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3D mammography evolves with computer-assisted diagnosis

As of 2015, false-positive mammograms and breast cancer misdiagnosis in the US are estimated at $4 billion, according to Health Affairs. One of the main reasons of false positives is that in digital (2D) mammograms tissues are superimposed, which hinders accurate diagnostics

With only CC and MLO views at their disposal, radiologists may either struggle to detect smaller lesions or make an incorrect conclusion about a suspicious change in the breast. As a result, patients get a callback and a suggestion to pass a few more tests – including another mammogram, an ultrasound scan, a fine needle aspiration (FNAC) or a core biopsy.

Additional dimension to deal with costs and outcomes

The FDA-approved 3D mammography, or tomosynthesis technology promises to significantly cut on callbacks and false positives. 3D mammography allows displaying the breast in 1-mm ‘slices’, reducing superimposition of tissues.

3D mammography

The ability to inspect the breast layer by layer can also facilitate diagnostics in women with increased breast density. The study held by the Radiological Society of North America has shown that tomosynthesis combined with regular 2D mammography allowed to increase the overall cancer detection rate to about 30% compared to 2D mammography alone.

In patients without the breast density problem, the study of Sarah M. Friedewald et. al revealed some interesting statistics:

  • Combination of 3D and digital mammography resulted in 15% decrease in recalls for additional tests, compared to digital mammography only
  • 3D and 2D mammography together achieved 29% increase in accurate detection of all breast cancers
  • Combination of tomosynthesis and digital mammography also allowed for 41% increase in accurately identified invasive breast cancers

Accordingly, 3D mammography is beneficial to all patients. The other advantages of tomosynthesis include:

  • Radiation dose is comparable to 2D mammogram
  • Procedure time is only a few seconds longer than a regular mammogram
  • Reducing the number of additional tests for non-cancerous areas of concern

Beyond tomosynthesis: What’s next

As we all know 5 years are not that long for healthcare, 3D mammography stays quite innovative for some providers and patients. However, tomosynthesis is already not the end point in advanced breast cancer diagnostics. With $2.2 billion of value in 2015, the global market of medical image analysis software is expected to come up with the next big thing in diagnosis support across modalities.

Medical image analysis possibilities for 3D mammography

Tomosynthesis allows for a clearer view of a patient’s breast tissue, yet the recall or misdiagnosis chance still burdens radiologists. Computer-aided diagnosis (CAD) in mammography can lighten this burden by calling for medical imaging software and artificial intelligence to pinpoint even the smallest lesions and attract a specialist’s attention to suspicious regions.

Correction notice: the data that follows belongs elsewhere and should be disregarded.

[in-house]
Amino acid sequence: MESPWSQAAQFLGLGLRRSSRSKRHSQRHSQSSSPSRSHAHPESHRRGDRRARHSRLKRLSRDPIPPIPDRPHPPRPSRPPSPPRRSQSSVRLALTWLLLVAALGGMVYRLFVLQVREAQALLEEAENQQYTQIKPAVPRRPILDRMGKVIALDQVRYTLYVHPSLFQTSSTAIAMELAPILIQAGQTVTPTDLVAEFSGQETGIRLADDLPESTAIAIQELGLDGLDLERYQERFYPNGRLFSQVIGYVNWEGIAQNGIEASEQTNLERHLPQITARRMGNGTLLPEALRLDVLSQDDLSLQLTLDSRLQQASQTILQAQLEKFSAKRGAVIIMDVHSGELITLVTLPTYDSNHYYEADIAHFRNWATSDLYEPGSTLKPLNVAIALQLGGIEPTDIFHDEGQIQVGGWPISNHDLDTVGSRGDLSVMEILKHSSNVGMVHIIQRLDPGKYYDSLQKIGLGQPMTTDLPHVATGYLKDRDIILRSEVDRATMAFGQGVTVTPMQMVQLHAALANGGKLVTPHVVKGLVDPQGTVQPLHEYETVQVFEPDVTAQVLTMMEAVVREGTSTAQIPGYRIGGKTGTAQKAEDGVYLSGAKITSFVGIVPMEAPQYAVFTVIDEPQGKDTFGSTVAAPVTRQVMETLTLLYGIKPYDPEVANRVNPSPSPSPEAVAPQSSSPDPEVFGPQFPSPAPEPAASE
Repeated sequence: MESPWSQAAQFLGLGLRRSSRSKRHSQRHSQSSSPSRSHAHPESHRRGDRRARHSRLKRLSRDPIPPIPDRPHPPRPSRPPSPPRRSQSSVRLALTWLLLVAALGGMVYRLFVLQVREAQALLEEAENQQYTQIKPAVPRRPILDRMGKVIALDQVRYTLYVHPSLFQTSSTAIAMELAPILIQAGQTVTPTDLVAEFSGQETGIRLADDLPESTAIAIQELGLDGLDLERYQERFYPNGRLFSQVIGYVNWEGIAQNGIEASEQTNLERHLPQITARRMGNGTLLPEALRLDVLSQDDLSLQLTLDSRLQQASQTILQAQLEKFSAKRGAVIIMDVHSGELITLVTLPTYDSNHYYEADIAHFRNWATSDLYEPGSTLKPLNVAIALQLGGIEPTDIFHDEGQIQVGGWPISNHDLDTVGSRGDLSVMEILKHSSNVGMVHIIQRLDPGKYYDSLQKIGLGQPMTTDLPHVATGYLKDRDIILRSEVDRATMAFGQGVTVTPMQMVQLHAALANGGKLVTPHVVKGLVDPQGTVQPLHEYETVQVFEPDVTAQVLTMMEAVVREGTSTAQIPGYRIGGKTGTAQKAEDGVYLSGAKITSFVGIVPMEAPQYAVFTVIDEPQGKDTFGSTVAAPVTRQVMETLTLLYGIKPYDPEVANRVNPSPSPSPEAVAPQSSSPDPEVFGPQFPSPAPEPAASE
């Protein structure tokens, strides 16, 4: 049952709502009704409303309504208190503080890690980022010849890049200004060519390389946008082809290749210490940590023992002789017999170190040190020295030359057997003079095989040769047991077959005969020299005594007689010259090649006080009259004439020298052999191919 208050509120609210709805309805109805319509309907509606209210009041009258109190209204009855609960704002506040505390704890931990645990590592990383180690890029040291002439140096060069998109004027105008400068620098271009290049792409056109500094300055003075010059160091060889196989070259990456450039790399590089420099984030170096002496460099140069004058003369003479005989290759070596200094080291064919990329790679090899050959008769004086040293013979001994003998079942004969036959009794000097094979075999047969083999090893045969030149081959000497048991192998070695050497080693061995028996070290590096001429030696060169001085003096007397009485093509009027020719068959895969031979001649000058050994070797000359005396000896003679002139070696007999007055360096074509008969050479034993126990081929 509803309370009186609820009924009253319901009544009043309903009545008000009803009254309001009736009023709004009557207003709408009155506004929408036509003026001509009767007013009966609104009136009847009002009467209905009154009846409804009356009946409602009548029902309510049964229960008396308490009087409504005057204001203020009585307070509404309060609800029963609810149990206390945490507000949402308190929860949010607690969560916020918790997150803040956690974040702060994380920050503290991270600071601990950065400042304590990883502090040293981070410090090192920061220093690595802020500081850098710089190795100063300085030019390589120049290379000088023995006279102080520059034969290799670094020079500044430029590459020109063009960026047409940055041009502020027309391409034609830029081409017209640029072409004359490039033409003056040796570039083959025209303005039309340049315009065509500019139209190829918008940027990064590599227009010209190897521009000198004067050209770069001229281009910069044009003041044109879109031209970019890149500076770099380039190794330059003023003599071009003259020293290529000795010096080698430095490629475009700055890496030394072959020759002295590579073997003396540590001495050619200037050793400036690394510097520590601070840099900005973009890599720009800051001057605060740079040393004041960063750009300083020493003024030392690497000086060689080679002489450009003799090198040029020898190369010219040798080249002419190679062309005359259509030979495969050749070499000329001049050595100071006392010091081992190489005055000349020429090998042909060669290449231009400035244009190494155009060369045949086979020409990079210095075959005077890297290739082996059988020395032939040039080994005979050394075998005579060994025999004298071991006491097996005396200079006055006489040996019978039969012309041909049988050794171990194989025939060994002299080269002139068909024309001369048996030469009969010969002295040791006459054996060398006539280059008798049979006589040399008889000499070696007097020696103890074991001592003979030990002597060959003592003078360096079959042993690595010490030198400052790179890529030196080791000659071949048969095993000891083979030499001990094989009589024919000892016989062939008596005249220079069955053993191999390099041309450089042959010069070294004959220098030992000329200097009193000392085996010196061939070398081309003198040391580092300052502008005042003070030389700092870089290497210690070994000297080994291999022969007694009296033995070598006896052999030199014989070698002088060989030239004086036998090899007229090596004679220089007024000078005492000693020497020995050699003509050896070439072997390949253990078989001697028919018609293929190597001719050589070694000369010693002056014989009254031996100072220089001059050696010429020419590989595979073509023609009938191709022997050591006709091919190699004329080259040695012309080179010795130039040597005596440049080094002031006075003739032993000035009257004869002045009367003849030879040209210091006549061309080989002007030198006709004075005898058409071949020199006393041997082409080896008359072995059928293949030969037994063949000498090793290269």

A mammographic CAD system usually consists of several stages, among them:

  • Image preprocessing
  • Feature extraction and selection
  • Segmentation
  • Registration
  • Classification

The value that computer-aided diagnosis yields is rooted in segmentation, registration and classification. Segmentation stage enables to highlight suspicious areas, permitting more precise lesion location and facilitating lesion margin analysis. Registration stage can serve multiple purposes, such as merging tomosynthetic images with others acquired via ultrasound or MRI to improve diagnostics.

The task of classification is to put out a diagnostic suggestion, such as no signs of tumors, presence of tumors, presence of microcalcifications, etc. Depending on the system’s capabilities, some mammography CADs can distinguish between malignant and benign tumors as well.

Accuracy of mammography CAD systems

As most computer-aided diagnostic solutions are custom and created on demand, the accuracy of each system can vary depending on techniques and approaches used. One of the recently created CAD systems for breast tumor detection was presented in September’s issue of the Applied Soft Computing journal and showed very promising results: 98.69% accuracy, 99.34% sensitivity and 98.26% specificity. This solution employed the Gabor wavelet for feature extraction and Locality Sensitive Discriminant Analysis (LSDA) for data reduction.

In view of such an accuracy rate, the CAD presented is able to ensure diagnostic support without risking to increase the percentage of false positives.

Is mammography CAD evolution worth it?

Answering this question depends on who asks it. Patients are most likely to consider that the alliance of human specialist proficiency and artificial intelligence algorithms will enable early diagnosis without callbacks or additional tests. Insurers may also greet cutting on expenses arising from uncertain diagnosis and related medical errors.

However, the situation gets trickier when it comes to the end users of mammography CAD systems – radiologists. Health specialists are well enough fed up with clogged, rigid and non-functional solutions. They break workflows instead of helping out and take significant time to adopt. Therefore, the rule “out with the old and in with the new” may just not be the case here.

Our suggestion to organizations that plan buying or developing a custom mammography CAD solution is to remember about human-oriented UI, since such complex systems are initially task-focused, leaving convenience aside. However, forgetting about radiologists can turn initial investments in a promising technology into waste only because employees couldn’t figure it out.

If you have anything on your mind regarding tomosynthesis or mammography CAD, we’ll be happy to discuss your point in the comments. 

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